Playwright Michael McLean started his career at the Liverpool Everyman Young Writers Group and has also been a member of the Royal Court’s young writers programme. His play Years of Sunlight focuses on the disintegration of a 30-year friendship but it also discusses some very relevant issues of how certain communities have been abandoned by the post-industrial political system.
Skelmersdale, Lancashire, 2009. The middle-aged Paul, who has made his career in computing, returns to his childhood home in a 1960s Liverpool overspill estate. He intends to take his mother, Hazel, back to Dublin to live with him as her home has burnt to the ground. Hazel once left Ireland for Liverpool because she was an unmarried mother and she is not too enthusiastic about going back. Paul’s childhood friend Emlyn, who was like a son to Hazel, has perished in the flames. As Paul realises how much Skelmersdale has changed over the years, the play begins to move back in time.
Skelmersdale was one of the great new housing projects of the 1960s, meaning to get families out of the overcrowded Liverpool slums, Hazel was sent to the “ugliest house” of the lot. Although both Paul and Emlyn come from difficult backgrounds with Hazel being a single mother struggling to make ends meet, Emlyn is worse off – he is an orphan who has been brought up in care and by foster parents. Hazel treats Emlyn like her own child because he is Paul’s best friend. The rather shy and timid Paul admires the daring and adventurous Emlyn. Whilst both boys still enjoy the sunny years of their childhood, Hazel treats them to a holiday in Rhyl. It is here where a violent incident with their Skelmersdale neighbour Bob starts Emlyn’s downward spiral into addiction and self-destruction.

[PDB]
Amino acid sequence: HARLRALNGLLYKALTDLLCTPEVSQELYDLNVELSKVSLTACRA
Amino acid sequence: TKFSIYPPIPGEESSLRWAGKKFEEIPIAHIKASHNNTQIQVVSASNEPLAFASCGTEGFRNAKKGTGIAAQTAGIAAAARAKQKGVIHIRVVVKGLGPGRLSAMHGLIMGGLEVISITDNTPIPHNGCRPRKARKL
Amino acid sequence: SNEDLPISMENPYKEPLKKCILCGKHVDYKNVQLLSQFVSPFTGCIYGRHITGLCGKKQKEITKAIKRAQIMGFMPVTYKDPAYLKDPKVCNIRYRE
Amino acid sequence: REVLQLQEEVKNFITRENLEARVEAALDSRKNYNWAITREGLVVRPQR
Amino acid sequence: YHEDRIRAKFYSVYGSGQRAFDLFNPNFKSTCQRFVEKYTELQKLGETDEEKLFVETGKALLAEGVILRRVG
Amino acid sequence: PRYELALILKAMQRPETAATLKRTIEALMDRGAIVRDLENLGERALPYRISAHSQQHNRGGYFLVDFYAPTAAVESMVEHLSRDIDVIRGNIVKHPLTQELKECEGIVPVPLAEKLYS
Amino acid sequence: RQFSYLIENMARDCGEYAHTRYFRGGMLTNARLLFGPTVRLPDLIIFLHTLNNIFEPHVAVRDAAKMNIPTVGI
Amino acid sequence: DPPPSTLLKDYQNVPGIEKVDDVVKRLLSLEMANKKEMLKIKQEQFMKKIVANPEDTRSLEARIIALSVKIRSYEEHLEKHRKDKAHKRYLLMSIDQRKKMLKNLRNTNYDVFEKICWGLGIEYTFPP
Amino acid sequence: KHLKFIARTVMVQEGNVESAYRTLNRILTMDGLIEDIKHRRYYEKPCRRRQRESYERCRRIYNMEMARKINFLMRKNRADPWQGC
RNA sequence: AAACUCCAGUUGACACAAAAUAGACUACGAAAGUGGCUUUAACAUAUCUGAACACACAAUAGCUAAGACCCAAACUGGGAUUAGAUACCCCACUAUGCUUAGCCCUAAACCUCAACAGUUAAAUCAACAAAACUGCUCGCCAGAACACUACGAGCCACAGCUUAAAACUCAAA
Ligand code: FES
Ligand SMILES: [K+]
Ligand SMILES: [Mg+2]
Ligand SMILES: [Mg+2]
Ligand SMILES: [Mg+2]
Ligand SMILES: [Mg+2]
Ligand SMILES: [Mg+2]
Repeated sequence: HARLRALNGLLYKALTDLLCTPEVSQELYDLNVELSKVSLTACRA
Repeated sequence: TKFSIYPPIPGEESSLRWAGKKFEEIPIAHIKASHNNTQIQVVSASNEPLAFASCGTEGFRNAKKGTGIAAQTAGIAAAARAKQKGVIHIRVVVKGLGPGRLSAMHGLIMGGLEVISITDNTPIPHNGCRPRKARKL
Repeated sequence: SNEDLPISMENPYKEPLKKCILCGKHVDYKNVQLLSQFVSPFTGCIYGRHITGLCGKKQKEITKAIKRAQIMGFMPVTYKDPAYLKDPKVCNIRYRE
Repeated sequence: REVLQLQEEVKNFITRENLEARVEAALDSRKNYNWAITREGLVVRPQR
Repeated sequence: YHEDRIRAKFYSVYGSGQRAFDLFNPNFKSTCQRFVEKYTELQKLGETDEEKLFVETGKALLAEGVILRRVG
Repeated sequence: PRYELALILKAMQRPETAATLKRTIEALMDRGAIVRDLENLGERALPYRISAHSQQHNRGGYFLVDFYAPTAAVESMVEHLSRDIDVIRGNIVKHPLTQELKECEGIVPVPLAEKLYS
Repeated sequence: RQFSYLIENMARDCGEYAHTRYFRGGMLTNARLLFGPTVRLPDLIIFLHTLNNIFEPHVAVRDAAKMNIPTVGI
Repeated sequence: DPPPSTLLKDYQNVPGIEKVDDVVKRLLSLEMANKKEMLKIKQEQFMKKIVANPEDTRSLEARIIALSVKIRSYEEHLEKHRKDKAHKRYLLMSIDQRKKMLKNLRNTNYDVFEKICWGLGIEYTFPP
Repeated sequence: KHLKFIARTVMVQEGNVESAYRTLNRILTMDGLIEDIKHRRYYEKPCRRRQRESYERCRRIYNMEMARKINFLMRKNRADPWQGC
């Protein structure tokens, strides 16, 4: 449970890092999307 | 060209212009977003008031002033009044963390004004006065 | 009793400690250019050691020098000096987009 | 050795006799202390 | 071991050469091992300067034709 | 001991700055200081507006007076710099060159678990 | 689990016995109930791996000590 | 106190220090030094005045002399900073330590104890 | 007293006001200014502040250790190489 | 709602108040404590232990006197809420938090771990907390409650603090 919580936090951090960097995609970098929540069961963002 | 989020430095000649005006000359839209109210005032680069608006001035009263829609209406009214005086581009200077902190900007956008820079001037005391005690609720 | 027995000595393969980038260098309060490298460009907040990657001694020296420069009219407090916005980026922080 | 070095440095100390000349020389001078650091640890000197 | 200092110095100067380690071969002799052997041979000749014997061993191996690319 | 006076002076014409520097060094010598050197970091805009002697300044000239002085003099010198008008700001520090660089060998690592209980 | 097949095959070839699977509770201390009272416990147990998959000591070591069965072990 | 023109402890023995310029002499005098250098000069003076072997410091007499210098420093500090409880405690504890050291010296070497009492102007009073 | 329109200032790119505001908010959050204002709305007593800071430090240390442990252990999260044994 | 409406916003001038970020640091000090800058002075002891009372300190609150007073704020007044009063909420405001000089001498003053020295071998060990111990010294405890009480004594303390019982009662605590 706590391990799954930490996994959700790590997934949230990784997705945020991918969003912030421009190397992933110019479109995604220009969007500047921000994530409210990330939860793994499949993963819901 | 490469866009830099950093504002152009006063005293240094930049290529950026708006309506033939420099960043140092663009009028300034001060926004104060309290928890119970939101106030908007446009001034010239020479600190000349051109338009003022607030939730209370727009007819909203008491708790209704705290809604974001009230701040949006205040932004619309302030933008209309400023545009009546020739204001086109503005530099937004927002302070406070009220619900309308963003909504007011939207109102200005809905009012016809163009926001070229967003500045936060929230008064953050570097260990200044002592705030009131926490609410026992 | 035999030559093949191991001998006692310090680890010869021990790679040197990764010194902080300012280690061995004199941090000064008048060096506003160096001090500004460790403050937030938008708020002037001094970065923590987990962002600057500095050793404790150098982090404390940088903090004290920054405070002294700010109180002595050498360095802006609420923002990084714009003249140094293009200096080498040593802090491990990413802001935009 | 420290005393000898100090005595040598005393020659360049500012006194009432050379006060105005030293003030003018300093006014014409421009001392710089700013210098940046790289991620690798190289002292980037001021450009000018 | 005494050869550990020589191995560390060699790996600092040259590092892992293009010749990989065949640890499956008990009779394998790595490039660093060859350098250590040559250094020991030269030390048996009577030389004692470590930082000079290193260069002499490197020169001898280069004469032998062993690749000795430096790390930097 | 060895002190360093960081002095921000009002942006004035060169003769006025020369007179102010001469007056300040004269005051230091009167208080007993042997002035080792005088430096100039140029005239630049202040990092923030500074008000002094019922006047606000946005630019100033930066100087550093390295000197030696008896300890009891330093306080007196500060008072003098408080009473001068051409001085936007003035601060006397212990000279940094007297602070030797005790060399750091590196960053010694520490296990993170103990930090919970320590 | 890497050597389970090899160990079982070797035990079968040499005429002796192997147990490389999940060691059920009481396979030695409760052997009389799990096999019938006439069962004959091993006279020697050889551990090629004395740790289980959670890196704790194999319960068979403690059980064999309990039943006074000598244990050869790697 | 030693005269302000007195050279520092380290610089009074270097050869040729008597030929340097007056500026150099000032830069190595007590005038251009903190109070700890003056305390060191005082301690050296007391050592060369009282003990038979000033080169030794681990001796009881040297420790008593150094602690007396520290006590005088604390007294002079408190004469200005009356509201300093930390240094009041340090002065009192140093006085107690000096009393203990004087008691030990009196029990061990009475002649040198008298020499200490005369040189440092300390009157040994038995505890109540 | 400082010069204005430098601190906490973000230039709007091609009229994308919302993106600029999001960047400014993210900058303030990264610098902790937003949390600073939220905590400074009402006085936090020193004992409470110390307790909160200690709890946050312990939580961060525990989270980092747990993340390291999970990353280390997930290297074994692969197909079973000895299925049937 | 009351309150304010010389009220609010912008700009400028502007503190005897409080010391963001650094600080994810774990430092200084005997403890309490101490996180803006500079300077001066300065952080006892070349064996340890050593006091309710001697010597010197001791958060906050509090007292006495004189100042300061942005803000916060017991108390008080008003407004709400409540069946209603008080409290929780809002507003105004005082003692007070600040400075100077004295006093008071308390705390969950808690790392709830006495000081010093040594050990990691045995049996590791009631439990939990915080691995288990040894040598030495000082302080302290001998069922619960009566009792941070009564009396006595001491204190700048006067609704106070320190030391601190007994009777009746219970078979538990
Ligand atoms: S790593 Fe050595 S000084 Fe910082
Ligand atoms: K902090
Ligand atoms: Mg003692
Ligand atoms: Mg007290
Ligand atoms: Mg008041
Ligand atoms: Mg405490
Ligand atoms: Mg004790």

Although Emlyn is the more troubled character, graduating from sniffing lighter fluid and glue to harder drugs, he often appears happier and more fulfilled than Paul, who has a successful career in IT and a family in Dublin. Emlyn becomes Hazel’s substitute son after Paul’s move to Dublin, and he seems as dependent on that love as on his drugs. Paul, however, shuns all familial ties, refusing to see Hazel when he happens to be in England. When Emlyn has his first exhibition as an artist, Paul is still proud of him, flying over from Dublin to witness his friend’s success. Yet when he tries to bulldoze Emlyn into returning to Dublin with him and Emlyn refuses, their relationship turns sour.
The play is like a puzzle whose parts come together in the course of the performance as the author goes back in time. Michael McLean’s writing is precise and unsentimental and the production is sensitively directed by Amelia Sears. Miranda Foster is outstanding as Hazel, a kind and generous woman despite her hardships, and Bryan Dick impresses as Emlyn as he turns from a human wreck to a young man who is full of energy and life despite all his troubles and finally to a care free boy of 11. His character starkly contrasts with Mark Rice-Oxley‘s portrayal of Paul, a reserved and ambitious man who used to be a timid child. John Biggins is very good as Bob, a bigot who treats all Scousers with disdain as he sees them as juvenile delinquents who think nothing of defacing a picture of HM the Queen.
Polly Sullivan‘s set of concrete brutalism painted in burnt colours echo Emlyn’s artwork. Video projections of news and music clips locate the scenes in their time, which is effective but not actually necessary. 4/5
Review written by Carolin Kopplin
Years of Sunlight is currently showing at Theatre503 until Saturday 18th February 2017. For more information on the production, visit here…